higher replacement ratios for non exempt impacts; and repeal.
Requiring sequencing will increase the administrative burden, there
is no criminal penalty and it is difficult to enforce. Staff
recommend no change.
Brimmer has two suggestions. First, consider development levels in
applying the de minimus. Development is heavy in the metro and it is
increasing as you go north. Her second recommendation is to place a
cap on its use by county or watershed to keep some heavy use areas
Look at the average data reported by county on the de minimus
exemption map. Project
identification is important so the “Walmart double up” case study
does not continue to
happen (i.e. two de minimis exemptions within one project)
Harnack questioned the amount of de minimus exemptions that occur on
shoreland and non-shoreline. Lemm responded that most are in the
shoreline areas. Harnack added that if most are in shoreland then
existing local government regulation already occurs.
Gerbig added that in Cass County, 70% of the estimated market value
is in the shoreland area. Changing de minimis as part of the “land
status” (i.e. subdivision, commercial, open, agricultural) will
allow focus on developing areas. Lemm added that that works into the
Zdon asked about scope. We have a lot of non-reporting counties. Has
any attempt been made at interpolating the data …. Using an
assumption factor to fill in the non-reporting counties? The values
in the map are limited. Better data is needed to determine the
cost/value of going after these exemptions. Rick Dahlman asked for
clarification on data shown on the map (i.e. the number of
exemptions versus acres/year).
Perry Bollum shared the common scenario that 10,000 square feet of
impact this year, 10,000 more square feet two years down the road
and another 10,000 square feet 5 years later tree and no one ever
knows. Weirens reiterated that people should not rely on the numbers
shown on the map too much.
Discuss Options - Incidental Wetlands
The Committee identified several options to address concerns with
the incidental wetlands.
#1 Establish a time limit.
Brimmer commented on the trend of providing mitigation credit for
Frank Pafko stated that the policy on stormwater basins should be
parallel on both sides of the equation. If they are bankable, they
should be regulated. If they are not bankable, they should not be
#2 Stormwater pond regulatory consistency (if provide mitigation
credit, the regulate impacts to, and vice versa)
Allyz Kramer asked if a wetland is artificially maintained, then the
Corps doesn’t regulate? She continued to ask about an existing ditch
in upland issue. They tried for incidental but were denied.
Replacement was required at 2:1 using taxpayer dollars. Are ditches
in uplands with reed canary grass regulated by WCA? Lemm said it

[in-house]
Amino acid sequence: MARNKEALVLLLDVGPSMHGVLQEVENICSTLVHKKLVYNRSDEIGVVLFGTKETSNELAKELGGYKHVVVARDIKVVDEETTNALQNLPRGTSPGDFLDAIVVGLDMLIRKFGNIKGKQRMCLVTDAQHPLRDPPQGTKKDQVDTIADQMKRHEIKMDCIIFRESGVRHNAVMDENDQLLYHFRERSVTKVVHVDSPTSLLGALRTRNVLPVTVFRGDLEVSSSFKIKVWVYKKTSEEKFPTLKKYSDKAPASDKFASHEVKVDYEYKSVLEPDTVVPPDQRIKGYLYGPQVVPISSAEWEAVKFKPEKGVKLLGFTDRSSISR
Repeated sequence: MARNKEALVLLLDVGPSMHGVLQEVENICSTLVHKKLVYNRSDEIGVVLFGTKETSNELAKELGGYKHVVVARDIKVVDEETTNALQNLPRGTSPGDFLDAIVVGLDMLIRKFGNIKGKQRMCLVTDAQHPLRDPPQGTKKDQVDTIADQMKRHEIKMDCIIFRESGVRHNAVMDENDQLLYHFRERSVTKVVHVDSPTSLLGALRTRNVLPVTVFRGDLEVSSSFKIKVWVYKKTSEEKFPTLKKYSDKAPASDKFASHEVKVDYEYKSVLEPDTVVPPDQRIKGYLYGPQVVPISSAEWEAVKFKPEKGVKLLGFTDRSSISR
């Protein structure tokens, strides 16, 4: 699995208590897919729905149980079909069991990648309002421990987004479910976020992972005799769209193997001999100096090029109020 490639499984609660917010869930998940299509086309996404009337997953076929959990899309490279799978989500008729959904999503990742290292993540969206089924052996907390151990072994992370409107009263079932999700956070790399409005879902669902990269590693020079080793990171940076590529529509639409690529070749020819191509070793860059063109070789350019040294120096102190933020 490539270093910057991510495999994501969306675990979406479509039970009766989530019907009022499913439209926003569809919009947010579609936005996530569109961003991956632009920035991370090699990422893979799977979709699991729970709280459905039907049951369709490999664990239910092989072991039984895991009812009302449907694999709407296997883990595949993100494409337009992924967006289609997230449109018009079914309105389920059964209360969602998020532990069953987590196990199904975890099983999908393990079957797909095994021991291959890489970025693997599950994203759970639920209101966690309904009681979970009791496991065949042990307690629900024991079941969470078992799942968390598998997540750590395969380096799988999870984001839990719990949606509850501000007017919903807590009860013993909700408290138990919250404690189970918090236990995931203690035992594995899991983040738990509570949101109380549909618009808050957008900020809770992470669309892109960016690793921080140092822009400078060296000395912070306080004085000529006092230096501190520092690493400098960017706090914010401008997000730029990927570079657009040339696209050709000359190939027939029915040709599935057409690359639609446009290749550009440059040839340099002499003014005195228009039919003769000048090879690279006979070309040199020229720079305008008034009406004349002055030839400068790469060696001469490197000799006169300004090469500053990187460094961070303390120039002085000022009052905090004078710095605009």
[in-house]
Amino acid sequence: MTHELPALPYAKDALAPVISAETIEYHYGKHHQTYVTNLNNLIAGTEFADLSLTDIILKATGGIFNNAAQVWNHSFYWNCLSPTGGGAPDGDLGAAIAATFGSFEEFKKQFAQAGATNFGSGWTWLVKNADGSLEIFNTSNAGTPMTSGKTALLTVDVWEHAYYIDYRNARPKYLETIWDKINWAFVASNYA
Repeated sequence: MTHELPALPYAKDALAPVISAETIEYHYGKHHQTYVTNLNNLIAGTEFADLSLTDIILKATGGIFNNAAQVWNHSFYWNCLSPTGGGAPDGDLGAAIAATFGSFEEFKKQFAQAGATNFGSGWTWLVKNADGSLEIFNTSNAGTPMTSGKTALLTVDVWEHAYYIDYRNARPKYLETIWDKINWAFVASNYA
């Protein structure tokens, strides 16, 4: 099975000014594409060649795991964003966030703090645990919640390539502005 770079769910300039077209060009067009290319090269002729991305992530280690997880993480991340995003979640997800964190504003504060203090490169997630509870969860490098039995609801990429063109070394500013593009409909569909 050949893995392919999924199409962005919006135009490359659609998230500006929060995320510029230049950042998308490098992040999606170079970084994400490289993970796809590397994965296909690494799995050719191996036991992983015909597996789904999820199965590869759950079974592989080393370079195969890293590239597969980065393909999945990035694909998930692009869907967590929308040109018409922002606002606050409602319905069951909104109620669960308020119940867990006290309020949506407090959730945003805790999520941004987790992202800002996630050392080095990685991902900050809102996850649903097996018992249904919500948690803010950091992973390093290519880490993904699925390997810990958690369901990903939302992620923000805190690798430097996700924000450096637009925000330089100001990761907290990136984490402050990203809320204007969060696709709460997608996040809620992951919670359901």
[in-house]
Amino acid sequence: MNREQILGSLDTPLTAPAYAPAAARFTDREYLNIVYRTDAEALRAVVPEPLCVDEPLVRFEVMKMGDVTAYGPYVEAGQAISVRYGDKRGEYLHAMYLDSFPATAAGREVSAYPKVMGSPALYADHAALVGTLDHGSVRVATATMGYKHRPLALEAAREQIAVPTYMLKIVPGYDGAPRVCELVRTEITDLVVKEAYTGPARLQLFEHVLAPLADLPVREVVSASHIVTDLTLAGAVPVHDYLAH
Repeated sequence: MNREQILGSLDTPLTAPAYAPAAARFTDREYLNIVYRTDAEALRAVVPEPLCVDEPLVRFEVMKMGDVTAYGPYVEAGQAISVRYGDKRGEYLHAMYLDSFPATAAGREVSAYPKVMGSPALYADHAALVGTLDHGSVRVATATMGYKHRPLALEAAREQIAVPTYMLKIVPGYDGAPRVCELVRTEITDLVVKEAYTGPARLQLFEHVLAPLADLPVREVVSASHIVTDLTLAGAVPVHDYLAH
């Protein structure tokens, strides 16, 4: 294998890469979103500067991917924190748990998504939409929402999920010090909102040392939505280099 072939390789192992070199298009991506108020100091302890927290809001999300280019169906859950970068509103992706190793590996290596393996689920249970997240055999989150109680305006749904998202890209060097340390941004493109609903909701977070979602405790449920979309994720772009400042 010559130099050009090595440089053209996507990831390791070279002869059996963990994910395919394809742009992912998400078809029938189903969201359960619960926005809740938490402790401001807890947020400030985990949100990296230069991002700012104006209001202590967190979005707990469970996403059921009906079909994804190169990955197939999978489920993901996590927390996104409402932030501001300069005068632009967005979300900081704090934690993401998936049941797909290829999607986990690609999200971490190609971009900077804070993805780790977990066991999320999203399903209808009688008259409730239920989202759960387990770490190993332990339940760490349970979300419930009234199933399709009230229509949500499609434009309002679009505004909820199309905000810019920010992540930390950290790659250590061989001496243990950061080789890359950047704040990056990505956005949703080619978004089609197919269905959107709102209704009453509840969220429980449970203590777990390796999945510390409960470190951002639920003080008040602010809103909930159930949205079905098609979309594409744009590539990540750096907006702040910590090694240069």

sounds like a 103E issue.
Zdon questioned if there was a conflict between WCA and the Corps?
Harnack added the Corps and State want to be consistent. Gerbig
commented that DNR mapped natural and altered watercourses.
#3 Regulation of ditches in upland areas needs to be addressed.
Mike Caron asked about gravel pits, and that wetlands created by
gravel mining should be exempt if the resource is not exhausted.
Valencia responded by saying the Corps uses 30 years as the cut off.
This is a rule of thumb and not written anywhere. Dan Greensweig
stated that time limits have to be workable. This will require
memory due to a lack of tracking at the local level.
#4 Gravel mining - no time limit if the resource is not exhausted
Harnack contributed by saying the legislature appropriated money for
beaver control due to liabilities associated with dams and ponding
water. If you propose a change that would regulate an incidental
wetland, who retains liability? Who decides on raising the water
level or creating a wetland? Norris commented it should be tied to
the active management of the basin. If there is active management,
then allow exemption, if not managed the exemption would not apply.
#5 Define an impact to an incidental wetland as a no-loss.
Discuss Options - Approved Development.
The question posed to the Committee is: leave it or repeal it?
#1 Straumanis recommended that we choose the middle ground. Allow
#2 Harnack added that we require replacement but no sequencing.
#3 Brimmer recommended that the above two get combined.
Dahlman asked for clarification, does the Corps regulate these
anyway? Are we changing a lot for those that would still use this?
Harnack continued by saying look where these exist….old shoreland
plats. This fact provides more reason to require mitigation. Weirens
added sequencing may be more important than replacement due to the
lack of availability of replacement sites for shoreland impacts.